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Distinguished scholar Robert Wesson dies at Stanford
STANFORD--Hoover Institution Senior Research Fellow Robert Wesson, a distinguished scholar in political science, natural science and philosophy, died at his Stanford university campus home on Saturday, June 29, from cancer. He was 71 years old.
A recognized expert in political science, Wesson's latest research focused on biology and the evolutionary process. His intense interest in scientific philosophy was reflected in his final volumes, Beyond Natural Selection (MIT Press, 1991) and Cosmos and Metacosmos (Open Court, 1989).
He wrote more than 30 books on political science, international affairs, communism and Latin America and many commentary pieces for newspapers and magazines. His books include Modern Government (1985), The Russian Dilemma (1974) and Politics, Policies and Economic Development in Latin America (1984).
"His expansive intellectual curiosity was a welcome personal attribute," said John Raisian, Hoover Institution director. "He was an extremely generous person, and we benefited greatly from his presence."
Wesson established the Robert Wesson Endowment for Scholarship on Scientific Philosophy and Public Policy with a $1 million gift to the Hoover Institution earlier this year.
He also endowed the Wesson Lecture Series on Problems of Democracy through the School of Humanities and Sciences at Stanford and the Wesson Lecture Series in International Relations through the Institute for International Studies at Stanford.
Defining the human condition in his volume Beyond Natural Selection, Wesson wrote: "We are subject to certain limitations, but we have indefinite capacities of improvement -- it is the special quality of life that it can always grow and better itself. As evolution advances, it derives less from chance or random variation and more from choice.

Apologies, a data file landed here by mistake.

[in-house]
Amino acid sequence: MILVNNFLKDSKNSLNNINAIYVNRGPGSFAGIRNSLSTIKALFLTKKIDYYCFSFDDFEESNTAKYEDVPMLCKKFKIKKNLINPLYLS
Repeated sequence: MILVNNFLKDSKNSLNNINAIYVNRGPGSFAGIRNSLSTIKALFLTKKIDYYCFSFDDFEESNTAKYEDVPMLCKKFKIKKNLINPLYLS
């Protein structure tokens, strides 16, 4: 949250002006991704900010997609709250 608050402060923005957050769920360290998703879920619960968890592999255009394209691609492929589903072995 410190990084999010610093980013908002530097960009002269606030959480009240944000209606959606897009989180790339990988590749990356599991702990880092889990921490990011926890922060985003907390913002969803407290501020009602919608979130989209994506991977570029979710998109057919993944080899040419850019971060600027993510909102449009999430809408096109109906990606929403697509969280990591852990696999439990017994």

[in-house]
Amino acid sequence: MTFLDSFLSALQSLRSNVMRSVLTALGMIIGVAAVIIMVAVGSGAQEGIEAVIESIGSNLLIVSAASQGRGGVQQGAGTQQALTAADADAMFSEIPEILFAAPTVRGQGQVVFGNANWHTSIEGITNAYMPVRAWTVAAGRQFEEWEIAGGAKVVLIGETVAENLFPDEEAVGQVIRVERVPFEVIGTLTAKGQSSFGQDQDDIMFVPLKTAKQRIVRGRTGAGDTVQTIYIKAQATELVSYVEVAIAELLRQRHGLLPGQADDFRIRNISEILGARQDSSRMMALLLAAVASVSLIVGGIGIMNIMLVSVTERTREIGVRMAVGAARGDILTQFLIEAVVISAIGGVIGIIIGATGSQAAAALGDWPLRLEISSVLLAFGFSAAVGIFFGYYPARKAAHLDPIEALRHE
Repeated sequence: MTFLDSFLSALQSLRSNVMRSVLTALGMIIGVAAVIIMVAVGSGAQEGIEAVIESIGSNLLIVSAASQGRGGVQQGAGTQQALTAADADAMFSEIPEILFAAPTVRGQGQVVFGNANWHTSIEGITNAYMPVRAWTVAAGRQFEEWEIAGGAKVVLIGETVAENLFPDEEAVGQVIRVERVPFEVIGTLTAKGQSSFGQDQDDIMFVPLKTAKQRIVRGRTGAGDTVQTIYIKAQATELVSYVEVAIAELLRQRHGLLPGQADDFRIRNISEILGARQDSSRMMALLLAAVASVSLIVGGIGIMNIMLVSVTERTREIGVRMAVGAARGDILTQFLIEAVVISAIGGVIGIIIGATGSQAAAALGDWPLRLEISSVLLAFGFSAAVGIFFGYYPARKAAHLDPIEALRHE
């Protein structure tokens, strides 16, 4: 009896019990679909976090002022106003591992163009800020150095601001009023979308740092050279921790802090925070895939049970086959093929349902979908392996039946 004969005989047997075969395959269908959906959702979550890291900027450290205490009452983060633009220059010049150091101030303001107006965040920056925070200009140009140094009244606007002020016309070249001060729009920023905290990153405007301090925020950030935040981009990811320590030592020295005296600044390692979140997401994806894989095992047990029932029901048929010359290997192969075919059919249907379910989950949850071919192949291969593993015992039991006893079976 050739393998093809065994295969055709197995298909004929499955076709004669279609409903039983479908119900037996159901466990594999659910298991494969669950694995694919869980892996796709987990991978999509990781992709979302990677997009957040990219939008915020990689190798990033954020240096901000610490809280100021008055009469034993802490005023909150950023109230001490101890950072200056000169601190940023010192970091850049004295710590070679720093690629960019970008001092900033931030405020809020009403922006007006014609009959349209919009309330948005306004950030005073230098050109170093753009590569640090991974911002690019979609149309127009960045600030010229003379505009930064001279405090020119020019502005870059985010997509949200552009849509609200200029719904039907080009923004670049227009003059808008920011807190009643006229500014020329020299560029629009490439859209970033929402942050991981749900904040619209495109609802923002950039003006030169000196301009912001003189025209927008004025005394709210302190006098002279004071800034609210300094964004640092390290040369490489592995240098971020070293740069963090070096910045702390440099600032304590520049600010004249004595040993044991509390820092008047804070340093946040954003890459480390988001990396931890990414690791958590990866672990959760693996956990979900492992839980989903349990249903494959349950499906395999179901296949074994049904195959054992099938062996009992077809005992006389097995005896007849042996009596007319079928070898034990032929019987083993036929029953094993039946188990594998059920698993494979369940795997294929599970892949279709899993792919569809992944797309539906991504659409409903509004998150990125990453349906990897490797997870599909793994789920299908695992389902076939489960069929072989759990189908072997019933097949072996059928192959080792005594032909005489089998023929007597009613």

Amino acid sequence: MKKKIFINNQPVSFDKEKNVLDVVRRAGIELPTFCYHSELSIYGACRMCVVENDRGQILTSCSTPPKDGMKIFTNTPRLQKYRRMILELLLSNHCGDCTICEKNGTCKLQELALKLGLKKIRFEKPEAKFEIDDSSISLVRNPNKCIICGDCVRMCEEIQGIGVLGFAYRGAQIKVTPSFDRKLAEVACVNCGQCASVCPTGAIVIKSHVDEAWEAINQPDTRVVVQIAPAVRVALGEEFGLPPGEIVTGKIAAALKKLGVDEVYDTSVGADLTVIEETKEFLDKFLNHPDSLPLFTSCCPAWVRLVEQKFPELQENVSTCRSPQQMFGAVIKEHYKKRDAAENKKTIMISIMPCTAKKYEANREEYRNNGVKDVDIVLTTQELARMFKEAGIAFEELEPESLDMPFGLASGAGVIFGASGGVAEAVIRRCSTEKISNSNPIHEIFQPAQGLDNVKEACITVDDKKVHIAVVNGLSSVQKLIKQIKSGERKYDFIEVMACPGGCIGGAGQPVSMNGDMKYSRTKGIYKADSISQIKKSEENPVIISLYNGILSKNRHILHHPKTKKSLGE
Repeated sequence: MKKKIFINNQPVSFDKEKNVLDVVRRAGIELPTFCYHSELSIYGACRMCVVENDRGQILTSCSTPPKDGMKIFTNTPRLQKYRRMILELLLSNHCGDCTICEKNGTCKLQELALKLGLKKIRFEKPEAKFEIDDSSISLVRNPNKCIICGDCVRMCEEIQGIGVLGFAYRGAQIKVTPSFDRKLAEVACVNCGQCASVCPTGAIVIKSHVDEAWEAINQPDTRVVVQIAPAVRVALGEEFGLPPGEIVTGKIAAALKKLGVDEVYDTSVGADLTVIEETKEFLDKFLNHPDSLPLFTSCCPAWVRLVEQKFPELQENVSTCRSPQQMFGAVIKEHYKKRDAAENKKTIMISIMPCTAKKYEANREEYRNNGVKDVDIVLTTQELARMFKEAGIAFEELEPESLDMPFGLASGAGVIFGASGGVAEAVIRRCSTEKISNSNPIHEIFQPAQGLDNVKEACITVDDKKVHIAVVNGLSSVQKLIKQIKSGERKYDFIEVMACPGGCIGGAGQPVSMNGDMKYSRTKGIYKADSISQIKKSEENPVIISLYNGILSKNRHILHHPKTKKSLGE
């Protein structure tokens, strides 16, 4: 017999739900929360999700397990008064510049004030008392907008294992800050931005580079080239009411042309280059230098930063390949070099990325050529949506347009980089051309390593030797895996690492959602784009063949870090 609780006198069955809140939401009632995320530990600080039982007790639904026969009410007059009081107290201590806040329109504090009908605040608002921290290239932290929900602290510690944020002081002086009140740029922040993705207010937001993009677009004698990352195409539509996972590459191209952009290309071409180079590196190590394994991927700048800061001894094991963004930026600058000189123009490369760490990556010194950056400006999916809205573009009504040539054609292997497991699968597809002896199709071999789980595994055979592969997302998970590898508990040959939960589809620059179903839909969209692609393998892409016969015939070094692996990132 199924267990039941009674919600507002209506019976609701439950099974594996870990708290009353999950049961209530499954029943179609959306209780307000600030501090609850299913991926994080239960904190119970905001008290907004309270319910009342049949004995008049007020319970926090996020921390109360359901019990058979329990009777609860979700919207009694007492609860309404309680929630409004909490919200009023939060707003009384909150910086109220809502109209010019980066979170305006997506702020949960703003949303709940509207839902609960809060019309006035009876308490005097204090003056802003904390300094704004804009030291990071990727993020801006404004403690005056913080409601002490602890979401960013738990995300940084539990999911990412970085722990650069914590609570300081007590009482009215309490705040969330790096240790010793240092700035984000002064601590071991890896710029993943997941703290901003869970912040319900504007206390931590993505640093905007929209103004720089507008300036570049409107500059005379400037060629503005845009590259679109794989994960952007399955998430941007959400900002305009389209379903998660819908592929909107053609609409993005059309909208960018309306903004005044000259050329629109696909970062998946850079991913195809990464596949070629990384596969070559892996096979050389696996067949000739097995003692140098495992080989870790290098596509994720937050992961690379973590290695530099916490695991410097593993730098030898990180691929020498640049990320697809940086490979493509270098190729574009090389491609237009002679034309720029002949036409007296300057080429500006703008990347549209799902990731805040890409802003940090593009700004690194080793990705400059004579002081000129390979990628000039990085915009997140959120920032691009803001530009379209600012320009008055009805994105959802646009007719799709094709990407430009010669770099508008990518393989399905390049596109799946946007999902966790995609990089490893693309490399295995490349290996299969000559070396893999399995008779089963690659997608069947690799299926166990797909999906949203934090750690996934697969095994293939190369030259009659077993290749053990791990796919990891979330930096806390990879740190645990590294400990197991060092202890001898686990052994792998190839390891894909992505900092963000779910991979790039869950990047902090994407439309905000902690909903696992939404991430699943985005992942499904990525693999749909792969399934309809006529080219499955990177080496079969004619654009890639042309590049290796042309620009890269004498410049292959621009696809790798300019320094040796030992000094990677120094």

"Ours is the moment when biological evolution gives way to cultural-informational evolution, with all its explosive potential. It is a supreme glory that humans can decide what destiny they desire and, if wise enough, can make their own evolution."
Wesson was born in Washington, D.C. on March 11, 1920. He received his bachelor's degree from the University of Arizona, master's degree from the Fletcher School of Law and Diplomacy, and doctoral degree in political science from Columbia University. He served in the U.S. Foreign Service in Brazil and Colombia, and spent several years in various Latin American countries.
He taught at Bates College in Maine, was a visiting scholar at St. Anthony's College in Oxford, and was a professor of political science at the University of California-Santa Barbara from 1964 to 1977.
Wesson joined the Hoover Institution as a scholar-curator in 1977 and was appointed a senior research fellow in 1978. He is survived by his children, Alfredo, Carlos, Elizabeth, Marisol, Laura, Carol, Richard and Eric, as well as his brother, Laurence.
A memorial service will be held at the Hoover Institution later this month; no date has yet been set. --gw/kpo--
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